Why is A/B testing is widely regarded as the golden standard of causal inference? What else could a Data Scientist do, and why is it inferior to A/B testing?
In the previous post, I discussed a Data Scientist posed with the challenge of attributing long-term sales to marketing channels, and modeling their effectiveness and response curves, solved in the industry using multivariate regression methods commonly referred to as Marketing Mix Modeling (MMM).
Now, let's look at another problem: imagine a Data Scientist who is faced with evaluting the effectiveness of an online marketing campaign, but for some reason A/B testing is not possible: either because the company does not believe in A/B testing, or is afraid of leaving out a control group and miss out on sales, or the campain has already concluded, so a post-facto measurement is needed. In such a case, what techniques are available to the Data Scientist do, and what kind of accuracy can she expect compared to an A/B test?
First, let's look at the motivation from the introduction of the paper A Comparison of Approaches to Advertising Measurement: Evidence from Big Field Experiments at Facebook by Gordon and Zettelmeyer:
In practice, few online ad campaigns rely on Randomized Controlled Trials (RCT). Reasons range from the technical difficulty of implementing experimentation in ad-targeting engines to the commonly held view that such experimentation is expensive and often unnecessary relative to alternative methods. Thus, many advertisers and leading ad-measurement companies rely on observational methods to estimate advertising’s causal effect.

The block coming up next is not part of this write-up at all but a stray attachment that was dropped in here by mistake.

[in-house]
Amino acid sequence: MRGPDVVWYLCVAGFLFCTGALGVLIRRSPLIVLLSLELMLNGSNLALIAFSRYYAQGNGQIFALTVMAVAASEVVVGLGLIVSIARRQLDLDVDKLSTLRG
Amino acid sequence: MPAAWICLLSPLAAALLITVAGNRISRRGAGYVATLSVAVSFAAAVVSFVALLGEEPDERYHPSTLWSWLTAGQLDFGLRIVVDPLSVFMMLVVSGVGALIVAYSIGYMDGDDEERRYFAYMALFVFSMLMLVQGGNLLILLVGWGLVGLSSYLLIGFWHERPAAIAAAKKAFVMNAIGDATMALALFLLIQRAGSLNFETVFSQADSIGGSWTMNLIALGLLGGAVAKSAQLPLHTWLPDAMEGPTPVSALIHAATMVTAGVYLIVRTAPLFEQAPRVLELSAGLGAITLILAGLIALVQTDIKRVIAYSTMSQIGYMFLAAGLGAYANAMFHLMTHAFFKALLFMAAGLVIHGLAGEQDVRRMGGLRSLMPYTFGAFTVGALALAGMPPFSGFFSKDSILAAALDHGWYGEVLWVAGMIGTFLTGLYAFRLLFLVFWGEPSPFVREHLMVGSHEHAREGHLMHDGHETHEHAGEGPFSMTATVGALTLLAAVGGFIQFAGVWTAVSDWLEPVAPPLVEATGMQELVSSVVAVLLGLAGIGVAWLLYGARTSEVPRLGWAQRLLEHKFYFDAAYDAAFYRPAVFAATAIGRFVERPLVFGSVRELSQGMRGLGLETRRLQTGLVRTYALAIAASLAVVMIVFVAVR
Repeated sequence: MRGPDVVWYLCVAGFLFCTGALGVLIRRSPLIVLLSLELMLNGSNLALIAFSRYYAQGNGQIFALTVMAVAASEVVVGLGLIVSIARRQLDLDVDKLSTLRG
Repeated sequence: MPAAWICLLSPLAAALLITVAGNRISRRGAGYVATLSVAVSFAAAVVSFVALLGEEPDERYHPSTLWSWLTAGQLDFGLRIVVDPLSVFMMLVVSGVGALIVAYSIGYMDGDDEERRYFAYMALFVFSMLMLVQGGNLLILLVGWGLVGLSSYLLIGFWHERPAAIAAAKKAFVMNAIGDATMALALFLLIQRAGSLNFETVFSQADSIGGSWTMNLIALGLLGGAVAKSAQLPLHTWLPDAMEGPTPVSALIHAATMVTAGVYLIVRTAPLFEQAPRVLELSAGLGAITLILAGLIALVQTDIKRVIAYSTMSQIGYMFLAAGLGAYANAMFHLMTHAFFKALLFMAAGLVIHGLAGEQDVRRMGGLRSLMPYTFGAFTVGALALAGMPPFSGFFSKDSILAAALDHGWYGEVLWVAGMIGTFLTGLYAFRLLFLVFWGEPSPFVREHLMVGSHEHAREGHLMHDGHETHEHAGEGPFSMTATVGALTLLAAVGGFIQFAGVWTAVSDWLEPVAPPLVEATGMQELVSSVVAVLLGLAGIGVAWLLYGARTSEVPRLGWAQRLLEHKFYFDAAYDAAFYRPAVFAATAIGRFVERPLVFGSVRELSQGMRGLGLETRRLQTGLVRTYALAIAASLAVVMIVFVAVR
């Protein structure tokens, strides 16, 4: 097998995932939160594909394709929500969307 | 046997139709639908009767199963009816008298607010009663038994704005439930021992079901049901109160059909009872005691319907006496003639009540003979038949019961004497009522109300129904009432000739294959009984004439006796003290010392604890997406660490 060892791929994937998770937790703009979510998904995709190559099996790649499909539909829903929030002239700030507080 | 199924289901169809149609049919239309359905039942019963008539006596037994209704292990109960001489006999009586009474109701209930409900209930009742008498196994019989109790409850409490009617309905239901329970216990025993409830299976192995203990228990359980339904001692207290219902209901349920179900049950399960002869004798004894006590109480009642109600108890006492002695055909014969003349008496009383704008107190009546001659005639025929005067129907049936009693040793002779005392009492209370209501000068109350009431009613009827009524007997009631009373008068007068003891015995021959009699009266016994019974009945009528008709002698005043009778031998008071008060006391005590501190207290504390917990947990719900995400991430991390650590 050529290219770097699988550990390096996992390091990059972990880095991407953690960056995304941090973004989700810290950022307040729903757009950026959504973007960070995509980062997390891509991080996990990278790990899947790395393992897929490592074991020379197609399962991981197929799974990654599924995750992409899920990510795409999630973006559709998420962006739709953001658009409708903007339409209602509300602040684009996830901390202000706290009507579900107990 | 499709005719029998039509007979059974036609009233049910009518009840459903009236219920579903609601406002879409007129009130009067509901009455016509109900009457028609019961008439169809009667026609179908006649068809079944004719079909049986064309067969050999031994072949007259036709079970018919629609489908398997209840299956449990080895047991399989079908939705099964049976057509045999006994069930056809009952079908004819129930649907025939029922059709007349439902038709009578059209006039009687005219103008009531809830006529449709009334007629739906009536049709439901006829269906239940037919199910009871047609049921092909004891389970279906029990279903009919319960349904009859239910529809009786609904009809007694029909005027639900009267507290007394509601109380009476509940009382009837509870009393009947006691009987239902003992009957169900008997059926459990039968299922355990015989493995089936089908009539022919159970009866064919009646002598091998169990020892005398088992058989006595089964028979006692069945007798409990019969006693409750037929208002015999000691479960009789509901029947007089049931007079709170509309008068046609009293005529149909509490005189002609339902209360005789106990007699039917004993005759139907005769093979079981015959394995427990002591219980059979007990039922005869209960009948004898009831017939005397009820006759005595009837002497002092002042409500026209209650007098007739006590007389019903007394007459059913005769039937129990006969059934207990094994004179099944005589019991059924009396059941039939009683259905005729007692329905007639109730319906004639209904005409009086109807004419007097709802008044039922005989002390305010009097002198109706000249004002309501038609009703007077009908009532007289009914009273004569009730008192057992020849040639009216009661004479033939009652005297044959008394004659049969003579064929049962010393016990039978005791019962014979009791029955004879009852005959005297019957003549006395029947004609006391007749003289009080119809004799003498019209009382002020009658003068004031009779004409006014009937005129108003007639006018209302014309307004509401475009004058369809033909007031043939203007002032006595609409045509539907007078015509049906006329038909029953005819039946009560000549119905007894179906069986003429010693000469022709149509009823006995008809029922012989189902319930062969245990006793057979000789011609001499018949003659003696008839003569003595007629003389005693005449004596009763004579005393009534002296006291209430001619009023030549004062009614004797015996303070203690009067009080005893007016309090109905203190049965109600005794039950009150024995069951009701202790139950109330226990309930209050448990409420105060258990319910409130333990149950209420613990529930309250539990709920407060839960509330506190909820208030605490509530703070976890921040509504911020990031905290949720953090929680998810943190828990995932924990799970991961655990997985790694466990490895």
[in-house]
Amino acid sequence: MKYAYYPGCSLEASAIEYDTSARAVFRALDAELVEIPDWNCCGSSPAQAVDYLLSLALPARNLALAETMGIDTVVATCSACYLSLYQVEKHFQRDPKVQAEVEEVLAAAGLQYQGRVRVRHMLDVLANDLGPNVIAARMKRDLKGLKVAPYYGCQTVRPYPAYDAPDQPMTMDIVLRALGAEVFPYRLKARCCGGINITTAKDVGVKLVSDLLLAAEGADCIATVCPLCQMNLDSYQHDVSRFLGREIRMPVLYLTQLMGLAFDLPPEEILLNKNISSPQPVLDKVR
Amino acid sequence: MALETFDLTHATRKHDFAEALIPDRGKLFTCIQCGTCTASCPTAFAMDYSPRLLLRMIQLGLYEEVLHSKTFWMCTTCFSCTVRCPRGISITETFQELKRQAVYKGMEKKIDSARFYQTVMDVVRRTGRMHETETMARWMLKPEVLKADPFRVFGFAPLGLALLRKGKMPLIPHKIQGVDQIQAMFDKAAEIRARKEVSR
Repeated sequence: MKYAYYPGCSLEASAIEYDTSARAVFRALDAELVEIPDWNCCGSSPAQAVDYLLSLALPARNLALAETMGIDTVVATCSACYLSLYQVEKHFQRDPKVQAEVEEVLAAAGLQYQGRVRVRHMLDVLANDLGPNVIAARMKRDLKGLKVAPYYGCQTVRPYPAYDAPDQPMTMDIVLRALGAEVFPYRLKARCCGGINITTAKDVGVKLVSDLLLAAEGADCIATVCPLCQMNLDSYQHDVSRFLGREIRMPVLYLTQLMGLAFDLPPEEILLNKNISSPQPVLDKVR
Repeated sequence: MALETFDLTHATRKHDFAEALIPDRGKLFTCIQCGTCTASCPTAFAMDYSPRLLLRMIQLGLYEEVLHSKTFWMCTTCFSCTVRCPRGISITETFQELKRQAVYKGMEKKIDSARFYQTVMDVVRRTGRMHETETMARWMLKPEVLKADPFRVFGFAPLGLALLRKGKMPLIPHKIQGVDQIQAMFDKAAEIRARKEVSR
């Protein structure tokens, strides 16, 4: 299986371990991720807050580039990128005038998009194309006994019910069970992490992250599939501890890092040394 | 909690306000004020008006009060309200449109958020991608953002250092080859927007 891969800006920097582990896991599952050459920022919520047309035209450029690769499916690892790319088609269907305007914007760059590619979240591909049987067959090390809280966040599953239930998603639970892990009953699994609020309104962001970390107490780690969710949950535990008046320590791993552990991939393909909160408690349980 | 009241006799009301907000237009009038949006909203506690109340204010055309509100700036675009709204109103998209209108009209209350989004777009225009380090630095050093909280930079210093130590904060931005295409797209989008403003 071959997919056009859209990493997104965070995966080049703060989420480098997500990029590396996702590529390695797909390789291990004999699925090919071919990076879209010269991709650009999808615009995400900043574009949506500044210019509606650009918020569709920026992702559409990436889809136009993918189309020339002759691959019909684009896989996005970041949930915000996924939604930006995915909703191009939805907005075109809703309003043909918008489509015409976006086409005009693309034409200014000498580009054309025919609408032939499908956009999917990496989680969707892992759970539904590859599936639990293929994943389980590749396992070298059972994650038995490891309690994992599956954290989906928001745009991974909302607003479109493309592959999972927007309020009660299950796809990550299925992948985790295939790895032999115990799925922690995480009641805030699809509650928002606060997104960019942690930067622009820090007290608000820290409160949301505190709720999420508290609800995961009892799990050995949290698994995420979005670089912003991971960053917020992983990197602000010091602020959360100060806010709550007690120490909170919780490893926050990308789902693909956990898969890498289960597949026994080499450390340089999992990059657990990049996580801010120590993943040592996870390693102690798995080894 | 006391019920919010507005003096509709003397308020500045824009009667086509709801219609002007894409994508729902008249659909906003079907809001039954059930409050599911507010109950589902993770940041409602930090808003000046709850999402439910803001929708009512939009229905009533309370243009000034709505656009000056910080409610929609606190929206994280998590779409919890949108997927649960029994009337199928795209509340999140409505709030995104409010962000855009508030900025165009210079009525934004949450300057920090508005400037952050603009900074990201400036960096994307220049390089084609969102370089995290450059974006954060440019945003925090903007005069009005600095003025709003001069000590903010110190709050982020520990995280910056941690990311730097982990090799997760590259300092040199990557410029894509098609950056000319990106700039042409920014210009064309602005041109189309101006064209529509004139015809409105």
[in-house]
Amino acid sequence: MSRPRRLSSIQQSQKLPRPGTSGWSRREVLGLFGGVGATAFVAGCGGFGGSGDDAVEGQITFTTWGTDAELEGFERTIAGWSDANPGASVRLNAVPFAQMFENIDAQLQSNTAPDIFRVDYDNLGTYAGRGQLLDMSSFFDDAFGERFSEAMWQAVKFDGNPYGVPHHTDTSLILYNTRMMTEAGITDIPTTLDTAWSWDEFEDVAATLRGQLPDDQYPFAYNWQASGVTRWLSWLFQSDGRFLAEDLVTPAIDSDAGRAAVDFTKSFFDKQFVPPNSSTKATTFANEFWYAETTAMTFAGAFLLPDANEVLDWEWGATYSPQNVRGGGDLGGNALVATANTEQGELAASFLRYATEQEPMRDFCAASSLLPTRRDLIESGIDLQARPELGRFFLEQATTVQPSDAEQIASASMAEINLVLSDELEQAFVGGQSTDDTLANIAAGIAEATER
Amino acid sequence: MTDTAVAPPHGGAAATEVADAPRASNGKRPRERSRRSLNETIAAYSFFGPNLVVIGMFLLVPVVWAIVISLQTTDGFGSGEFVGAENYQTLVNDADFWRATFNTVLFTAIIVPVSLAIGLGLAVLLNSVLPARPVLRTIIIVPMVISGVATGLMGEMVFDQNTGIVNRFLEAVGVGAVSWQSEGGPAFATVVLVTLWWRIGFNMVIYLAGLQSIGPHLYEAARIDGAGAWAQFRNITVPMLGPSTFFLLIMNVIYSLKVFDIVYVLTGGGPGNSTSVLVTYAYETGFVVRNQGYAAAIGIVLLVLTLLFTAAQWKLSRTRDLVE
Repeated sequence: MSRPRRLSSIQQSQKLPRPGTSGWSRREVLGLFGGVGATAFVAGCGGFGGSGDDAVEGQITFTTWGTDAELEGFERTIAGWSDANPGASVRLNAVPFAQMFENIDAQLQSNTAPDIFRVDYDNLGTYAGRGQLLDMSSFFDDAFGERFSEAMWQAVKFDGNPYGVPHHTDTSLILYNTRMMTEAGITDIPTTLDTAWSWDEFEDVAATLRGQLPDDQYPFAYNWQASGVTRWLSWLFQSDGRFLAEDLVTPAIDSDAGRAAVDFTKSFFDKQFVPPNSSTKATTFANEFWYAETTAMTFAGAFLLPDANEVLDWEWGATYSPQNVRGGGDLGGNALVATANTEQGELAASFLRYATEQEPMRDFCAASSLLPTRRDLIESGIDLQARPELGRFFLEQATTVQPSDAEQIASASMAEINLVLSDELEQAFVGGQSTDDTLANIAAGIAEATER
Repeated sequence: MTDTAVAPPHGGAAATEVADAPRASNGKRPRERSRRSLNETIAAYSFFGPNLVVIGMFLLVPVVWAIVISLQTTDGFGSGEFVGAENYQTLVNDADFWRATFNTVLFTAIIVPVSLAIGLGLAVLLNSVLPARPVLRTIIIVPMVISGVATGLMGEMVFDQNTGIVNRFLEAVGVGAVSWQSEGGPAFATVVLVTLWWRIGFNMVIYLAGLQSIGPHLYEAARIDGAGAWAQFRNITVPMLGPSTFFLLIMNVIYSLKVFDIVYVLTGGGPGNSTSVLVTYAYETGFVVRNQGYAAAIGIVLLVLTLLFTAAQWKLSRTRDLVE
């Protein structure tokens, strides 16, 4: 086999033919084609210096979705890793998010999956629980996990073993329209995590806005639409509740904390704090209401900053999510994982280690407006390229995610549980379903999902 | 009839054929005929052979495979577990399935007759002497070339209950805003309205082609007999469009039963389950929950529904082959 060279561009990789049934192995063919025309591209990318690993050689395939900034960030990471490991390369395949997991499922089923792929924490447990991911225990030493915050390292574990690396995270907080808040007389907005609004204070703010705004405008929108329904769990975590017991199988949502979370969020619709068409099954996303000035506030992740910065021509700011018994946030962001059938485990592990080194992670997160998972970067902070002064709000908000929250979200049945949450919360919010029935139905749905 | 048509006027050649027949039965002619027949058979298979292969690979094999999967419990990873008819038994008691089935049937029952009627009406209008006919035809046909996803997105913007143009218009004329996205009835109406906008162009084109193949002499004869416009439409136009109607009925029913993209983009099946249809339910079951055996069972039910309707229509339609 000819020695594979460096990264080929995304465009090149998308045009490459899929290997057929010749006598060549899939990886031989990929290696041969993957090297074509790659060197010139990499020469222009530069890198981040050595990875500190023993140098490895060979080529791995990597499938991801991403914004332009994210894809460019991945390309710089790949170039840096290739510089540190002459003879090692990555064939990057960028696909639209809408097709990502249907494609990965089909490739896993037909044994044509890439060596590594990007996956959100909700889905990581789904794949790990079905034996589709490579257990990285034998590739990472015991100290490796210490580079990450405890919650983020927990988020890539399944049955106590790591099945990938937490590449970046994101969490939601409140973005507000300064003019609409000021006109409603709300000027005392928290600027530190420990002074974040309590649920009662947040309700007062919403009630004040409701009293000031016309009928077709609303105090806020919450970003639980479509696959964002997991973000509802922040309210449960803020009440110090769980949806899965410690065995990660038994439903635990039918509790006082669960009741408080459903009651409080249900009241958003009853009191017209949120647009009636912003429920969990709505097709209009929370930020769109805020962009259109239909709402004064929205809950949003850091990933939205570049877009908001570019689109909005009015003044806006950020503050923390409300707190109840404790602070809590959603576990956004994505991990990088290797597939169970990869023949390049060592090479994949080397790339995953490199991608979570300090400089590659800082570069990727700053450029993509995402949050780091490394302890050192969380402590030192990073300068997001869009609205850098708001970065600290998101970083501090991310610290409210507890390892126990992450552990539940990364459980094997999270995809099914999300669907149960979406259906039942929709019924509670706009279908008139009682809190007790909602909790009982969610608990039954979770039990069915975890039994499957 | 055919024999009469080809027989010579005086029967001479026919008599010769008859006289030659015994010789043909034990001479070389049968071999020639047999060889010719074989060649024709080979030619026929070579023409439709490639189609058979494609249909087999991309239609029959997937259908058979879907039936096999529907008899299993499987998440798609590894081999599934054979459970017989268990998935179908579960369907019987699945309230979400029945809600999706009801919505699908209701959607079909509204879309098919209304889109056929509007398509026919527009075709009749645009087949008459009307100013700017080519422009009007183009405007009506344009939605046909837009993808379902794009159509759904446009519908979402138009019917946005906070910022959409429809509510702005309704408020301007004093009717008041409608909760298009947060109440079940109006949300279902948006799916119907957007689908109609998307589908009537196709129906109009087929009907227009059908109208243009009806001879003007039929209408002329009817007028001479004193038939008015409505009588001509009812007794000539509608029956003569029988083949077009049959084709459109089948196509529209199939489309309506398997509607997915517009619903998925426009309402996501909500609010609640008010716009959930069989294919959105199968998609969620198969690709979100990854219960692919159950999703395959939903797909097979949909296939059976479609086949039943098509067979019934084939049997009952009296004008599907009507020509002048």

In the paper we assess empirically whether the variation in data typically available in the advertising industry enables observational methods to recover the causal effects of online advertising. To do so, we use a collection of 15 large-scale advertising campaigns conducted on Facebook as RCTs in 2015. We use this dataset to implement a variety of matching and regression-based methods and compare their results with those obtained from the RCTs.
The data possesses several key attributes that should facilitate the performance of observational methods. First, we observe an unusually rich set of user-level, user-time-level, and user-timecampaign-level covariates. Second, our campaigns have large sample sizes (from 2 million to 140 million users), giving us both statistical power and means to achieve covariate balance. Third, whereas most advertising data are collected at the level of a web browser cookie, our data are captured at the user level, regardless of the user’s device or browser, ensuring our covariates are measured at the same unit of observation as the treatment and outcome.3 Although our data do not correspond exactly to what an advertiser would be able to observe (either directly or through a third-party measurement vendor), our intention is to approximate the data many advertisers have available to them, with the hope that our data are in fact better.
Accuracy of methods vs A/B testing